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Tour Caddies - Page 2

post #19 of 45
Thread Starter 
Quote:
Originally Posted by billchao View Post

I'm not sure how putting a caddy's name on a trophy is relevant.

 

That said, yes, those are important skills. So is making a sound swing. So is making a good putt. So is performing under pressure. Sorry for the bad analogies, but I feel you're just drawing an arbitrary line and saying anything beyond it should be the sole responsibility of the player. Why shouldn't players carry their own bags, then? Or rake their own bunkers? Make their own yardage books or walk off their own yardages? I don't know how you decide that these things are okay for a player to have someone do for them, but not others. I have to make the shot or putt. Doesn't matter if someone points me in the right direction, I still have to make that shot. Isn't that the point of golf?

 



Of course it matters, because it's using their skill and not yours. They still have to hit the shot, of course that's true, but if you pick the wrong line or club then it doesn't make a difference how pure you strike it. Look,Tour golf isn't a team game, its as simple as that really.
post #20 of 45
Quote:
Originally Posted by bkuehn1952 View Post
 

The Rules of Golf allow one to use a caddy.  In a sense, it is a team game from the standpoint of discussing conditions, potential shots, etc...  If the rulesmakers had wanted to limit the input from a caddy, they would have written a prohibition related to providing advice.

 

In his book, The Principles Behind the Rules of Golf, Richard Tufts not only agrees, but makes the additional point that a caddie is recognized as being associated with the player's side.  Except when he has a partner (as in a foursome or fourball), the Rules don't permit the player to have any other person associated with him during the round.

 

Proof that the caddie is associated with the player's side is further evidenced by the fact that in many cases, the Rules apply equally to the caddie as they do to the player himself.  In fact, Rule 6-1 specifically says that any breach of a rule by the caddie will result in the player incurring the applicable penalty.

 

The caddie is part of the team.....pure and simple.  How the player makes use of his caddie is up to him as the leader of that team.

post #21 of 45
Quote:
Originally Posted by David in FL View Post
 
Quote:
Originally Posted by bkuehn1952 View Post
 

The Rules of Golf allow one to use a caddy.  In a sense, it is a team game from the standpoint of discussing conditions, potential shots, etc...  If the rulesmakers had wanted to limit the input from a caddy, they would have written a prohibition related to providing advice.

 

In his book, The Principles Behind the Rules of Golf, Richard Tufts not only agrees, but makes the additional point that a caddie is recognized as being associated with the player's side.  Except when he has a partner (as in a foursome or fourball), the Rules don't permit the player to have any other person associated with him during the round.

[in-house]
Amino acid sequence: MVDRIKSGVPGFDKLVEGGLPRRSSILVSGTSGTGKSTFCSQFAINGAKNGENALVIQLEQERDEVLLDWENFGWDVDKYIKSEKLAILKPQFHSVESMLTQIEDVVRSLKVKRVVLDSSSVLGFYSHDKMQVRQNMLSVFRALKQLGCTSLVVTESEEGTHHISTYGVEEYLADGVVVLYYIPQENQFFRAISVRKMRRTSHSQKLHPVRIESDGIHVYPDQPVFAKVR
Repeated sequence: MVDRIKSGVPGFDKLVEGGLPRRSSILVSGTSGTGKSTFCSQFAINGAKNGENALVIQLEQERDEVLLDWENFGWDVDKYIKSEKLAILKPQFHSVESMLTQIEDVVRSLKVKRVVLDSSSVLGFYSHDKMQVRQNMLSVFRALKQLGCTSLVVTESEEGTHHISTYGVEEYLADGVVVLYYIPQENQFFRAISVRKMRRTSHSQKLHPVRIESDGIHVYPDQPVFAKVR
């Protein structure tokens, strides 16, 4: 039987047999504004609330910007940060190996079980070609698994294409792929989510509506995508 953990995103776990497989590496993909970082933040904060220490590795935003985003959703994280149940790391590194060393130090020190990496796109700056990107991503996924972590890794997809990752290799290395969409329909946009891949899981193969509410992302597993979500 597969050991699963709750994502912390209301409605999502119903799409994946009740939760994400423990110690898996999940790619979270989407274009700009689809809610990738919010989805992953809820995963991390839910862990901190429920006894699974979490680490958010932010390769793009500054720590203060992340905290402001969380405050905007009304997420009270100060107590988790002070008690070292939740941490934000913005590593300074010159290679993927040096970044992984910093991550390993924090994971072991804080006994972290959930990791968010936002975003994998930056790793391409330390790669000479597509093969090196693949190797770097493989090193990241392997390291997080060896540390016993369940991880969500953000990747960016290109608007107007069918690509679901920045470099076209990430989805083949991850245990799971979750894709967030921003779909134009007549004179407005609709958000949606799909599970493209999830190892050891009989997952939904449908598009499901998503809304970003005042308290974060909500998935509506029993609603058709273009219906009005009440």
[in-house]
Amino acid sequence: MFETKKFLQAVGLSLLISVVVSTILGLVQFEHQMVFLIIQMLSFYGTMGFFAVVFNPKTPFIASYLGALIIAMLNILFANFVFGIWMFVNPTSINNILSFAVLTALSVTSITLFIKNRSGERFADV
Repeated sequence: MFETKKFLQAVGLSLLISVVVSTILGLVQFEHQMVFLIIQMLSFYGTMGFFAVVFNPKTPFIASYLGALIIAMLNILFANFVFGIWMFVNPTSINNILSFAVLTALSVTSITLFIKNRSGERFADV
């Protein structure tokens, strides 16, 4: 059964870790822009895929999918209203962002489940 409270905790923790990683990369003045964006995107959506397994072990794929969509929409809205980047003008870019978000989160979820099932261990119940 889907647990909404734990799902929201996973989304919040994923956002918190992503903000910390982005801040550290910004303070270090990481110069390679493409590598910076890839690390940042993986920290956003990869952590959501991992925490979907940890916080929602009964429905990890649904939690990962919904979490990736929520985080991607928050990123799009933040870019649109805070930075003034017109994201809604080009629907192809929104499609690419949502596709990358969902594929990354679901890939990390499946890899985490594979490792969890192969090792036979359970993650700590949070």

Proof that the caddie is associated with the player's side is further evidenced by the fact that in many cases, the Rules apply equally to the caddie as they do to the player himself.  In fact, Rule 6-1 specifically says that any breach of a rule by the caddie will result in the player incurring the applicable penalty.

 

The caddie is part of the team.....pure and simple.  How the player makes use of his caddie is up to him as the leader of that team.

Just last year there was an incident where one of the LGPA caddies "tested" the sand in the bunker resulting in a penalty to the player. Can't remember who or where though.

post #22 of 45
Thread Starter 
Quote:
Originally Posted by David in FL View Post

In his book, The Principles Behind the Rules of Golf, Richard Tufts not only agrees, but makes the additional point that a caddie is recognized as being associated with the player's side.  Except when he has a partner (as in a foursome or fourball), the Rules don't permit the player to have any other person associated with him during the round.

Proof that the caddie is associated with the player's side is further evidenced by the fact that in many cases, the Rules apply equally to the caddie as they do to the player himself.  In fact, Rule 6-1 specifically says that any breach of a rule by the caddie will result in the player incurring the applicable penalty.

The caddie is part of the team.....pure and simple.  How the player makes use of his caddie is up to him as the leader of that team.

I think I'm not going to win this argument a3_biggrin.gif

The rules are what they are, my opinion is that they should change that's all.
post #23 of 45
Quote:
Originally Posted by Ernest Jones View Post
 

Just last year there was an incident where one of the LGPA caddies "tested" the sand in the bunker resulting in a penalty to the player. Can't remember who or where though.

Stacy Lewis.

post #24 of 45
Quote:
Originally Posted by boogielicious View Post
 
Quote:
Originally Posted by Ernest Jones View Post
 

Just last year there was an incident where one of the LGPA caddies "tested" the sand in the bunker resulting in a penalty to the player. Can't remember who or where though.

Stacy Lewis.

The sore loser? :-P

post #25 of 45

I don't mind caddies. but if you argue against them helping my answer would be. no help from anyone or any outside agency. no maps of greens, no yardage books no using a range finder. maybe a 150 yard plate and your good judgement.

post #26 of 45
Thread Starter 
Quote:
Originally Posted by wils5150 View Post

I don't mind caddies. but if you argue against them helping my answer would be. no help from anyone or any outside agency. no maps of greens, no yardage books no using a range finder. maybe a 150 yard plate and your good judgement.

I quite like that idea. Pure skill. Would sort the men out from the boys!

In fact when you think about it, this is the way it should be for those at the very top of the game but for us poor amateurs they would allow range finders etc.
post #27 of 45
Quote:
Originally Posted by Robster 7 View Post

I quite like that idea. Pure skill. Would sort the men out from the boys!

In fact when you think about it, this is the way it should be for those at the very top of the game but for us poor amateurs they would allow range finders etc.

With all the money at play they'd still map courses out. It's not like they use range finders during rounds now.
post #28 of 45
Thread Starter 
Quote:
Originally Posted by iacas View Post

With all the money at play they'd still map courses out. It's not like they use range finders during rounds now.